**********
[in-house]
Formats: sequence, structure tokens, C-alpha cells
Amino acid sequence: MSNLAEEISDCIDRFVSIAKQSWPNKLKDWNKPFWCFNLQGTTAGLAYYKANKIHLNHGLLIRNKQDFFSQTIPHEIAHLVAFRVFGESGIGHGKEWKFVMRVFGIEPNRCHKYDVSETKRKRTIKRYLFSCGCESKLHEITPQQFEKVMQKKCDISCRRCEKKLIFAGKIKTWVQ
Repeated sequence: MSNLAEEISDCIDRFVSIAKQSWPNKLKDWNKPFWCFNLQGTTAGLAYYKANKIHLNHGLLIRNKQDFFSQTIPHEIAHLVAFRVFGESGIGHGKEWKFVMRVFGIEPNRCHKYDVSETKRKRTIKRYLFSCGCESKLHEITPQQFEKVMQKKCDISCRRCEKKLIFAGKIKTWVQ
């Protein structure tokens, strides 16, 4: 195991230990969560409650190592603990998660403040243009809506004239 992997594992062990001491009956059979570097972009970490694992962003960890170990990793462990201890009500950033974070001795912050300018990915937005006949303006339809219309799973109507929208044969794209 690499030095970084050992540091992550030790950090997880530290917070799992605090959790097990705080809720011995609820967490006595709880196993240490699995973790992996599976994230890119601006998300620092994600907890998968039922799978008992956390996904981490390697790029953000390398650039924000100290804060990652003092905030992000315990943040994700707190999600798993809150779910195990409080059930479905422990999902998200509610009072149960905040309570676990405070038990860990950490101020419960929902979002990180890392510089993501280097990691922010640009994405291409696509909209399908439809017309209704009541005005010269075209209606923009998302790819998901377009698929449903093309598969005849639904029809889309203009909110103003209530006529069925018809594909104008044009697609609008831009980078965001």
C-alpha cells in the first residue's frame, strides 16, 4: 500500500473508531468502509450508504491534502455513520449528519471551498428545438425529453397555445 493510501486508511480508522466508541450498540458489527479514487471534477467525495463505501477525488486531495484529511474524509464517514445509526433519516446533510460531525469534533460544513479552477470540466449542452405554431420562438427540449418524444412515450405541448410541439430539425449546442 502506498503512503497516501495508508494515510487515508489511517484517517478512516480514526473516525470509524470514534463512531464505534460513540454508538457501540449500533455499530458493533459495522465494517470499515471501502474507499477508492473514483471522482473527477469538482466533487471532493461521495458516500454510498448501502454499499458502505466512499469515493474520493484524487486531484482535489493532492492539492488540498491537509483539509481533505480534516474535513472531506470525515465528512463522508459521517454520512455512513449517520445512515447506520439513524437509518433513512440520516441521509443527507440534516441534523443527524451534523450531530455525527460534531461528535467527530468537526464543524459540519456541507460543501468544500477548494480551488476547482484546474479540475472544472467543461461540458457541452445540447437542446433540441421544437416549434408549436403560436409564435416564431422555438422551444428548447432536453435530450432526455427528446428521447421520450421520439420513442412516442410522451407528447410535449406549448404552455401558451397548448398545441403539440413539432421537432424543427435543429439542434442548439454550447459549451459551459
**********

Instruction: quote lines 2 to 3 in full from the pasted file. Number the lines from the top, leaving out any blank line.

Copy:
Formats: sequence, structure tokens, C-alpha cells
Amino acid sequence: MSNLAEEISDCIDRFVSIAKQSWPNKLKDWNKPFWCFNLQGTTAGLAYYKANKIHLNHGLLIRNKQDFFSQTIPHEIAHLVAFRVFGESGIGHGKEWKFVMRVFGIEPNRCHKYDVSETKRKRTIKRYLFSCGCESKLHEITPQQFEKVMQKKCDISCRRCEKKLIFAGKIKTWVQ